By Ames Gross, President and Founder of Pacific Bridge Medical
This article was also published on MedTech Intelligence.
Cloud computing is one of the megatrends of the healthcare industry, as healthcare providers look for more efficient ways to collect, share, and analyze patient data. Cloud solutions are compatible with all types of data and content produced by a wide variety of medical devices. Cloud solutions can seamlessly collect and store data in easily accessible electronic medical records (EMRs) and electronic health records (EHRs). Secure cloud environments allow for instant sharing of patient data, enabling remote analysis of real-time patient data.
While this megatrend originated in the West, cloud computing is also growing in Asia’s medical markets. For example, IBM-Watson, an artificial intelligence system, is delivered through the cloud and can analyze high volumes of patient data. There are currently two major IBM-Watson products available in some Asian countries, IBM-Watson for Oncology and IBM-Watson Genomics. IBM-Watson for Oncology looks at records from a patient, like doctor’s notes and lab test results, and provides oncologists with a second opinion.
IBM-Watson is quickly expanding its reach in Asia through its adoption in one hospital in Thailand, six in India, and eight in China. IBM-Watson has also partnered with Baheal Pharmaceutical (Qingdao, China) as its distribution partner, and Baheal will also be marketing IBM-Watson Genomics, a molecular data interpretation technology to Chinese hospitals.
Microsoft is also making inroads in Asia by providing Singaporean companies with cloud-based solutions. Ring.MD, a Singaporean telemedicine service that allows patients to video call doctors for online consultations, uses Microsoft Azure to store and analyze patient records. Today, Ring.MD securely manages 1.5 million patient records in more than 50 countries with Microsoft Azure, while working with more than 10,000 healthcare providers.
Fullerton Health, also based in Singapore, operates 180 fully-owned medical clinics in Singapore, Indonesia, Malaysia, China, Australia, and Hong Kong. Providing healthcare to more than 8 million people in the Asian region, Fullerton Health has adopted the Microsoft Office 365 Enterprise cloud-based productivity suite for its global operations. Office 365 Enterprise allows for healthcare providers to easily access shared documents and quickly access patient notes taken by another caregiver in a secure manner.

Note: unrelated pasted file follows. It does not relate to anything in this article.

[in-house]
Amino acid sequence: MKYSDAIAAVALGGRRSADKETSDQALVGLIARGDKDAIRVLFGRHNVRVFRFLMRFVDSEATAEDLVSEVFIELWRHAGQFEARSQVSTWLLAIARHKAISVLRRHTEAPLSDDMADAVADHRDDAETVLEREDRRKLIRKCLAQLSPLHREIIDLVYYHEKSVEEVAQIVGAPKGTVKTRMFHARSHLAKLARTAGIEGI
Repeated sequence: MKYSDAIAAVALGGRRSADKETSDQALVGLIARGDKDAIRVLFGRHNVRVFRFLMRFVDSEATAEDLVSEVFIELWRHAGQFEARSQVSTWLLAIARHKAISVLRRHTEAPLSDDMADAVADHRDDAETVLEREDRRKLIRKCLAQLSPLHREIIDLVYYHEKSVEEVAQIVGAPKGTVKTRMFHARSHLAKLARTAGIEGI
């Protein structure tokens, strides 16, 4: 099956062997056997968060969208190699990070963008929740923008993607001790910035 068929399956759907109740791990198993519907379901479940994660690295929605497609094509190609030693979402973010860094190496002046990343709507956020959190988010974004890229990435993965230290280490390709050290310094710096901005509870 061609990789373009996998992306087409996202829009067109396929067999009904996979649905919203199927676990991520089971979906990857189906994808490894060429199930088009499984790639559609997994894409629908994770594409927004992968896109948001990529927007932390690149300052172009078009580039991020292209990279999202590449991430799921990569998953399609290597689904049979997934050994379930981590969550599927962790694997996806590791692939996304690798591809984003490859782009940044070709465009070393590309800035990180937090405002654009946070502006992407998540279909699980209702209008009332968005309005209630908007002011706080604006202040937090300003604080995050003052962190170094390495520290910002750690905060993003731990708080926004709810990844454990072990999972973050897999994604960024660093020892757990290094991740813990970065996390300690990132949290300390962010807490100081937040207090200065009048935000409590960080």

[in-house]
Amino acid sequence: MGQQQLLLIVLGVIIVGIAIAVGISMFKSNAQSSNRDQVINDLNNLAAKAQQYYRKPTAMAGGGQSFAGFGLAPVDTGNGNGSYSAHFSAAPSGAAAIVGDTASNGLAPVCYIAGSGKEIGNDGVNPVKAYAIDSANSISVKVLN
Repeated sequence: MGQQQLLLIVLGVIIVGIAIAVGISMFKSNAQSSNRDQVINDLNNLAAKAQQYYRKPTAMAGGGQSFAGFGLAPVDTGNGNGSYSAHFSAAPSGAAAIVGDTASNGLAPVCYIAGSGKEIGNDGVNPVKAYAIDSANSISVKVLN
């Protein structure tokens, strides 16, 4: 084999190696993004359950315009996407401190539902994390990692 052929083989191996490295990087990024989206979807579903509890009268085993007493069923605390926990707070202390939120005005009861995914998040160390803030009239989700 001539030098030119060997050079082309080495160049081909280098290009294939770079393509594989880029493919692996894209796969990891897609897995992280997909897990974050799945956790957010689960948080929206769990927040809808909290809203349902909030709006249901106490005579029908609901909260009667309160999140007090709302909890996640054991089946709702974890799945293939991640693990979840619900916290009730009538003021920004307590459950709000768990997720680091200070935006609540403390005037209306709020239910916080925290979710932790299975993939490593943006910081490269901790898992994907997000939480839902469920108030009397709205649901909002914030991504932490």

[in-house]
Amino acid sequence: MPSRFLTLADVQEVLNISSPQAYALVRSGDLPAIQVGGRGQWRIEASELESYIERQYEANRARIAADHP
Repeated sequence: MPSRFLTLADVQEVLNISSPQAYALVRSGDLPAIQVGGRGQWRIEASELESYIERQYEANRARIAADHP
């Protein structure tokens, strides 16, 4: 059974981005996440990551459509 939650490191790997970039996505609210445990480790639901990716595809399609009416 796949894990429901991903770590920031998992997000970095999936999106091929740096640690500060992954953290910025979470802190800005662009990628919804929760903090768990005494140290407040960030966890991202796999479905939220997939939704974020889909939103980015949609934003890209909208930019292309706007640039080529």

In another example, Retarus (Secaucus, New Jersey) Mail2Fax digitizes health records and increases workflow. BP Healthcare, a prominent Malaysian healthcare provider, is utilizing Retarus Mail2Fax in Malaysia today. The Mail2Fax increased automation, and workflow integration also frees employees from time-consuming administrative tasks, facilitating greater efficiency across the company. Retarus’ web-based Enterprise Administration Services (EAS) portal enables quick data search and detailed analysis of fax transmissions. Faxes can be sent out as email attachments and used as digital records, promoting greater transparency and ease of patient record retrieval.
GE Healthcare Japan has embraced cloud services for the management of its own records. GE Healthcare employs a service team of about 500 people in Japan and services more than 106,000 medical devices and equipment across the country. It is necessary for GE Healthcare Japan’s service team to be flexible and efficient to keep GE’s products running 24 hours a day, 7 days a week. With service and maintenance records easily accessible in the cloud, GE engineers can work more efficiently. Preventative and predictive maintenance is also possible with cloud-solutions due to the constant stream of data produced by the medical devices and equipment.
Some companies in Asia are also developing cloud-based solutions. For example, Hitachi Data Systems has launched a cloud solution called HCSC-Healthcare. HCSC-Healthcare is a cloud solution that integrates health applications, data sources and locations. It is compatible with all types of data generated by medical equipment. This enables healthcare professionals to extract knowledge and address issues, with the aim of improving the quality of patient care and efficiency of services and to better manage spiraling costs. HCSC-Healthcare is specifically designed to help healthcare organizations of all sizes handle information processing and management. It is offered as a pay-as-you-go model that requires no upfront capital investment. This minimizes the significant costs of acquiring, maintaining and upgrading medical applications.
In India, Sameer Sawarkar and Rajeev Kumar, founders of health technology company Neurosynaptic Communications, have built a cloud-based, point of care diagnostic equipment and telemedicine solution that enables remote healthcare delivery. The service, called ReMeDi (Remote Medical Diagnostics), enables its over 8,000 health technicians with little or no college education to act as a proxy for doctors in rural areas. The technicians operate in 2,200 villages across India, serving a region with a total population of 50 million people.
With rising healthcare costs and the need to review massive amounts of patient data, healthcare providers are under pressure to run more efficient operations. Cloud computing can help healthcare providers more efficiently process and analyze the ever-growing volume of patient data. We expect growth of the Asian cloud computing market to accelerate as healthcare providers streamline their operations in today’s paperless world.